With three courses down, it was time for the main event and we were each presented with a huge chunk of cow! All of the beef served in the restaurant is sourced from family run butcher J.Gilmour & Co Ltd who takes great care in choosing the best beasts available each week at the St Boswells Livestock Market in the Borders. My steak was a 14oz bone in Rib Eye that looked like something that Desperate Dan had ordered. My steak was served medium-rare, just how I like it and accompanied by a little copper pan of chips and an assortment of butters and sauces. I can't believe that I managed to finish the whole steak but I think that is testament to just how well it was cooked. There had been a issue with the wine suppliers in getting the matching Malbec Reserva but the replacement Rioja was a brilliant match to the smoky chargrilled steak.
You would think that at this stage there would be no room for pudding but I didn't want to hurt the chefs feelings by turning down the final cooked course of the evening. The dessert course was crumbled pear with Creme Anglaise, which was actually a well presented deconstructed pear crumbled and custard. The soft poached pear was infused with vanilla and spice flavours, dusted with sweet crumbs and served with a little copper pot of smooth Creme Anglaise. Matched with a glass of Sauternes dessert wine, this was a great way to end a meal.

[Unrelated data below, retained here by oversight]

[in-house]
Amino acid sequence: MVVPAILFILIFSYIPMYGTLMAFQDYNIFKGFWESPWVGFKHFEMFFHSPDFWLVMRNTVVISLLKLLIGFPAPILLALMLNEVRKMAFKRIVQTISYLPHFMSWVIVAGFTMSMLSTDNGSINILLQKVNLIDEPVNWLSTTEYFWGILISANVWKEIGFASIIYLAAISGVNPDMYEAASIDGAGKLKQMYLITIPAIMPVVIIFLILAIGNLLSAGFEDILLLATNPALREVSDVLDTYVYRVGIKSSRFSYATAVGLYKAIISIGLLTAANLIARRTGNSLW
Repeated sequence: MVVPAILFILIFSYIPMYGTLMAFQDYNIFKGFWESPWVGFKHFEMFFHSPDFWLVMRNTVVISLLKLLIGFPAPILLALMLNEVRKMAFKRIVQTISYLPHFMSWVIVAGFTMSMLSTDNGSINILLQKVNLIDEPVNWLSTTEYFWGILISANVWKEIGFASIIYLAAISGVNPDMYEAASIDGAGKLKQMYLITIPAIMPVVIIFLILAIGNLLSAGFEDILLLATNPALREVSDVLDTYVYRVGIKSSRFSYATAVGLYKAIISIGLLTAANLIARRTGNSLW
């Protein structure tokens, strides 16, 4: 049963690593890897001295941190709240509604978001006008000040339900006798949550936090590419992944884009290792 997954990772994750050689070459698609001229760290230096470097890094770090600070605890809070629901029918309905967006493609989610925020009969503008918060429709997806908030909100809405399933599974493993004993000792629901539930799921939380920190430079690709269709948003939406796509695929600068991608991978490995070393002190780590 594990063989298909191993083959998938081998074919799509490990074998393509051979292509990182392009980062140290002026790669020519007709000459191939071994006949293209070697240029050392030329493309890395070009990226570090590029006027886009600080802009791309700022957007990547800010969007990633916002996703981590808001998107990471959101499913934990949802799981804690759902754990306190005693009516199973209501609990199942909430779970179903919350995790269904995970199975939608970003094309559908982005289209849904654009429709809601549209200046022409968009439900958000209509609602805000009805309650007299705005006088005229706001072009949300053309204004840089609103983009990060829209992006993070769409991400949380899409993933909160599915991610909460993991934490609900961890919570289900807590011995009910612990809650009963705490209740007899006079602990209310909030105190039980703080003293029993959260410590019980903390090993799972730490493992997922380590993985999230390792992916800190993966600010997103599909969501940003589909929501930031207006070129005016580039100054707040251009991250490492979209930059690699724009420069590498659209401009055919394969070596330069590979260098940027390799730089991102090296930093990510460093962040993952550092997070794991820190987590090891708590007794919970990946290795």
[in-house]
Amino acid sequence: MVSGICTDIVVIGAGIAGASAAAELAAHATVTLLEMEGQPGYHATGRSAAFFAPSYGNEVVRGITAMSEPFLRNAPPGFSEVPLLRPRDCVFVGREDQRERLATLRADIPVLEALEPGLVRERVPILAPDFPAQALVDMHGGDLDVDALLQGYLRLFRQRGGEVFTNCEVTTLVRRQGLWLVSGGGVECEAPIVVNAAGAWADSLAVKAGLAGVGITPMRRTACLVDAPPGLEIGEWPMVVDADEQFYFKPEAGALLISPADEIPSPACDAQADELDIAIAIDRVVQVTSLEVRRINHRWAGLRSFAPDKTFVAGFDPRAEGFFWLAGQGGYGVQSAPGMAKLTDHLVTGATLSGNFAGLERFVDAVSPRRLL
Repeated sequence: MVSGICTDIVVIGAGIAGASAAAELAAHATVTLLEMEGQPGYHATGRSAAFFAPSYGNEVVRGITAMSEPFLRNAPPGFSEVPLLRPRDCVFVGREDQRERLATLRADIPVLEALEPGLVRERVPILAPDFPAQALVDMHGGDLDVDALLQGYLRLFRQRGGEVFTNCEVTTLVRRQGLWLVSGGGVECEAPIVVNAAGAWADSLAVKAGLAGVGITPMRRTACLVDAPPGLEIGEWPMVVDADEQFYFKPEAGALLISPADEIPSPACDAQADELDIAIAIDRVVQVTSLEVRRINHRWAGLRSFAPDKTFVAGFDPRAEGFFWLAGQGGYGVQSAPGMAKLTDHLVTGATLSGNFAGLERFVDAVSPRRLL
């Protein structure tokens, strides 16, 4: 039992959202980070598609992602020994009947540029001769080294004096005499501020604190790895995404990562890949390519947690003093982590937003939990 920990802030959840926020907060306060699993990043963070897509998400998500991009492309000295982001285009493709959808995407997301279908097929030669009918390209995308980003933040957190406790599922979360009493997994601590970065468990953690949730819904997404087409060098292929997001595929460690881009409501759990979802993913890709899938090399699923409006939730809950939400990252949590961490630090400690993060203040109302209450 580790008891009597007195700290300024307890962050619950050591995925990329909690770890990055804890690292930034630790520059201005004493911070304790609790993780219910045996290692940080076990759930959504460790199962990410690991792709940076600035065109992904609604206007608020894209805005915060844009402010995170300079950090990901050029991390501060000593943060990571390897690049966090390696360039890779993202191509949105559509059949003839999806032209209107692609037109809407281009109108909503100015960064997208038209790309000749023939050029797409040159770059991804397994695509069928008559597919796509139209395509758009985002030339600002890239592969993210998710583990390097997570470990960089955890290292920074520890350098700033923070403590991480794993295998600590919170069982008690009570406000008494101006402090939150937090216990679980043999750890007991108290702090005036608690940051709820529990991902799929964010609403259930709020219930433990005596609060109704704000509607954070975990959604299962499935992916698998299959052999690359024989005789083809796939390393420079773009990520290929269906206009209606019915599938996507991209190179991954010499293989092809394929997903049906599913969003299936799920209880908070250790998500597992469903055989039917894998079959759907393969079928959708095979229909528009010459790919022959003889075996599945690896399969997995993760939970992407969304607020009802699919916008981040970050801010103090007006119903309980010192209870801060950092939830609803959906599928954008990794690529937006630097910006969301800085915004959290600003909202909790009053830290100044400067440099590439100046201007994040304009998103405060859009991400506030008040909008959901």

By this point I was well and truly stuffed? In fairness I was also suffering from the effects of having drunk too much booze. So by the time the cheese board was served, with a selection of cheese from George Mews Cheese, I really couldn't manage to eat anything else. Although I did manage the final drink of the evening which was a barrel-aged Martinez, a blend of Haymans Old Tom Gin, Sweet Vermouth, Maraschino cherry liqueur and bitters that are blended and then aged in an oak barrel. This was a potent alcoholic blend that works as a digestif and after all the high end food that had been consumed, I hoped that it worked on me. It was getting late now so I made my way into the night, Making sure to take the goody bag that had been placed at my seat earlier in the evening.
What a night! Great food, quality drinks and staff that know what they are doing, front of house and back. I would like to thank the staff at Alston Bar & Beef for their hospitality, and also thank the girls at The Big Partnership for inviting me along and allowing Gerry's Kitchen to help tell the story of what's going on under the streets of Old Glasgow Town.
So there you have it, my write up of my preview night at Alston Bar & Grill. I can't wait to get back with Nicola for a meal, hopefully we can find a free Saturday night in the coming weeks. Until then, I might need to make do with popping in for a cheeky gin on the way home from work.